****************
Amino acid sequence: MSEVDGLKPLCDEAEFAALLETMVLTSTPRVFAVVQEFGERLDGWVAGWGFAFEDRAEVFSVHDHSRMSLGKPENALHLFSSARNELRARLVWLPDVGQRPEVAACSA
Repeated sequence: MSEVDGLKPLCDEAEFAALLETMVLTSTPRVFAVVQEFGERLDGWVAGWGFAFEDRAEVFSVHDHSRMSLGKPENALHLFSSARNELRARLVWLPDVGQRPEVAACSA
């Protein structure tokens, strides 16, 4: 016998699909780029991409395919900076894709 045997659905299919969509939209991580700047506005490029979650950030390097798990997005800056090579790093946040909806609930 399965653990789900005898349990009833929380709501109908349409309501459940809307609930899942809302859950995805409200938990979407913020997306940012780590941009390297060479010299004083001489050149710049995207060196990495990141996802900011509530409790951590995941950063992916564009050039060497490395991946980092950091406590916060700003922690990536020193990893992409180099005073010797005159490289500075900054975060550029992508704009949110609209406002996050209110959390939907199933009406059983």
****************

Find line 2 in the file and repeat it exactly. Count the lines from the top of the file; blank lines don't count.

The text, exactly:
Repeated sequence: MSEVDGLKPLCDEAEFAALLETMVLTSTPRVFAVVQEFGERLDGWVAGWGFAFEDRAEVFSVHDHSRMSLGKPENALHLFSSARNELRARLVWLPDVGQRPEVAACSA